Suppressed Articulatory Rehearsal Mechanism and Driving Errors

  • Sajad Najar
  • Premjit Khanganba SanjramEmail author
Conference paper
Part of the Advances in Intelligent Systems and Computing book series (AISC, volume 823)


Drivers get driving related information mainly through visual, auditory, and haptic sensory channels but it is predominantly based on the information received through visual senses. In working memory visual information fades away faster than the auditory information and in order to retain the visual information for a longer duration it gets recoded into phonological information through Articulatory Rehearsal Mechanism (ARM) [1]. After every 2 s, ARM recites and rehearses the phonological information making it to re-enter into the phonological store, where it starts to decay again immediately [1, 2]. Individuals when engaged in processing visual information in order to perform driving and if there is suppression of ARM chances are high that visual information processing will be compromised. This distraction is ought to suppress the visual information from being rehearsed and remembered acoustically. The present study investigates the effect of suppression of ARM on driving performance in terms of driving errors. 30 drivers voluntarily participated in the study. They drove an instrumented vehicle and were required to follow certain directions displayed on signboards. The signboards were installed along a two-lane track. Drivers were randomly assigned to one of the three conditions of suppression of ARM namely non-suppression, simple suppression, and complex suppression. Driving errors were analyzed in terms of slips and lapses. The results indicate that there are significantly more driving errors under complex suppression as compared to other two conditions of suppression (i.e., non-suppression and simple suppression). Further analysis reveals that there are significantly more cases of slips than lapses.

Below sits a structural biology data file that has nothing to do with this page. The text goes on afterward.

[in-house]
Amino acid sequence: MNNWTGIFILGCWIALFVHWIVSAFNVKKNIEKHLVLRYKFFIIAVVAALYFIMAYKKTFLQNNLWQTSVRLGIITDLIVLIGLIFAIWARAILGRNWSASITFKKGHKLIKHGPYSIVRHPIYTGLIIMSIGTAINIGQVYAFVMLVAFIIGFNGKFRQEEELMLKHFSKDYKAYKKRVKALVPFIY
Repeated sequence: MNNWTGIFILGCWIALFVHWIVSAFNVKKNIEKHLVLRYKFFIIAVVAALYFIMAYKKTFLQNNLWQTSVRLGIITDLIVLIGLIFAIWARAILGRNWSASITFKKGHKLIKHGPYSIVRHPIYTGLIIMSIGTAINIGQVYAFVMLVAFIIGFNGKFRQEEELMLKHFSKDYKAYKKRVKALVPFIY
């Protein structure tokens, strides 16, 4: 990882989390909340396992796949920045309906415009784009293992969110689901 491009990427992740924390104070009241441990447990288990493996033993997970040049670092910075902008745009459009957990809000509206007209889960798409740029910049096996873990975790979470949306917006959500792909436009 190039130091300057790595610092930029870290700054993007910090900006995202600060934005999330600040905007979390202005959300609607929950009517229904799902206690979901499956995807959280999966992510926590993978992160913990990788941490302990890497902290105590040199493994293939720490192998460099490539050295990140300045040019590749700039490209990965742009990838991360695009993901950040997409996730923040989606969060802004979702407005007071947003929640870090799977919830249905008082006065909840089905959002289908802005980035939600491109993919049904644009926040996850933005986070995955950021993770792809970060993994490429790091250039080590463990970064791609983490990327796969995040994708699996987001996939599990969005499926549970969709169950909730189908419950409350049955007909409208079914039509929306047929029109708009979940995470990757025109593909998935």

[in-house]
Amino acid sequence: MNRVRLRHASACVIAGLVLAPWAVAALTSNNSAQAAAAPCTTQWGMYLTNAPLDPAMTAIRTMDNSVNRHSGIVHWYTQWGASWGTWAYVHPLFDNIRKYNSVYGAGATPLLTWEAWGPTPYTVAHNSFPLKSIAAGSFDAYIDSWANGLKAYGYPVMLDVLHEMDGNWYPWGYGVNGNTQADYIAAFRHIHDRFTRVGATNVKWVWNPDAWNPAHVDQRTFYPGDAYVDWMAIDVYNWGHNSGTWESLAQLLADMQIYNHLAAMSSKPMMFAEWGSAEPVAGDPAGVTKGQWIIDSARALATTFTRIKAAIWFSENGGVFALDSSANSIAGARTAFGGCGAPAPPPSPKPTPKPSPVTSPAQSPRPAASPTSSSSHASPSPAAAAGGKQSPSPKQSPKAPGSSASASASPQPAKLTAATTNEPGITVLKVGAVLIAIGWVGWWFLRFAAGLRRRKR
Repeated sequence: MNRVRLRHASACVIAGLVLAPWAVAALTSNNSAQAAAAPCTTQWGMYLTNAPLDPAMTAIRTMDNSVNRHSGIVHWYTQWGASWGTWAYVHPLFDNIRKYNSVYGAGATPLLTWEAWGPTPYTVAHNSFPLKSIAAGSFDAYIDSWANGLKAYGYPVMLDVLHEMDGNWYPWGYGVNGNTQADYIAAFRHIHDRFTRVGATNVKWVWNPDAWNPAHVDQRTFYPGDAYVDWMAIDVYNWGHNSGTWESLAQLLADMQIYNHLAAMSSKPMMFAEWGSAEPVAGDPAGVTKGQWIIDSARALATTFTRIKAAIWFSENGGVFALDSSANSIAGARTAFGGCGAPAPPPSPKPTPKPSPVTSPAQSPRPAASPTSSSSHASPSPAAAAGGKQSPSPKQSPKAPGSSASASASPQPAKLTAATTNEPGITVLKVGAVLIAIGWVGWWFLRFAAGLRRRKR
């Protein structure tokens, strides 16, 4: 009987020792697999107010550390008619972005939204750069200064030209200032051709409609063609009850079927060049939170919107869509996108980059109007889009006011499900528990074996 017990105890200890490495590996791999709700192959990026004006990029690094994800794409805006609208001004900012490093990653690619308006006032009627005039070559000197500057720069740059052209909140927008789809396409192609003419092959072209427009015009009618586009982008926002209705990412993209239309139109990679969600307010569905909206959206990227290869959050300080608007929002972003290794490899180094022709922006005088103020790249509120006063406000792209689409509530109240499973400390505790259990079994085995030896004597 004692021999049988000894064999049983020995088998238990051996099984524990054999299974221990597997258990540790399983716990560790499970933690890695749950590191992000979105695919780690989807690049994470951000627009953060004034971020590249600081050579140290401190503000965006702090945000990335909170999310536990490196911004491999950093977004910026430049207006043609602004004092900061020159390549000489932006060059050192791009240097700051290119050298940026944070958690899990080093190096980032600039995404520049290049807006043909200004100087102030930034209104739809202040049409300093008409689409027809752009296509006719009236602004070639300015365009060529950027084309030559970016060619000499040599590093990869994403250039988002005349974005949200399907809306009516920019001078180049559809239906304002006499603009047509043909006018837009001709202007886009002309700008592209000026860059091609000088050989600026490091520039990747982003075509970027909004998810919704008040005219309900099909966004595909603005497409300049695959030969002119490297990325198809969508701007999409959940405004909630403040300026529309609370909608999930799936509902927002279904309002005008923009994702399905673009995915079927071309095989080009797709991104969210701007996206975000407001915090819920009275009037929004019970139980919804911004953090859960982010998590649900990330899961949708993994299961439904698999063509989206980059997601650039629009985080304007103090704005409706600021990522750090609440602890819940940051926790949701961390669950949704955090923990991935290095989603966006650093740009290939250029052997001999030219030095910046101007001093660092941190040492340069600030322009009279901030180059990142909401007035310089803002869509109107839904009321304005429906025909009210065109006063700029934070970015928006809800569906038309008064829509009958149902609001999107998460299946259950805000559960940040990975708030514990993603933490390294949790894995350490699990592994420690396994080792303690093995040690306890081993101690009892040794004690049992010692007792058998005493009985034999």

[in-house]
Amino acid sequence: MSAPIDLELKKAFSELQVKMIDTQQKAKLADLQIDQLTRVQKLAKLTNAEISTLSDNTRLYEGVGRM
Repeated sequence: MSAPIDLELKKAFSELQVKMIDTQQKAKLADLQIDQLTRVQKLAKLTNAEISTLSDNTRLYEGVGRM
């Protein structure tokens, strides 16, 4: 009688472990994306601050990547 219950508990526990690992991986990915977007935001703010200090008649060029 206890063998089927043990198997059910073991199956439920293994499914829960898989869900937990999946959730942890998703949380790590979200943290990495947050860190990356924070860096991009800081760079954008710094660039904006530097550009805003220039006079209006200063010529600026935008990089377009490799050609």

Suppressed articulatory rehearsal mechanism (ARM) Distracted driving Driving errors Slips Lapses 


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Copyright information

© Springer Nature Switzerland AG 2019

Authors and Affiliations

  1. 1.Human Factors and Applied Cognition Lab, Indian Institute of Technology IndoreIndoreIndia

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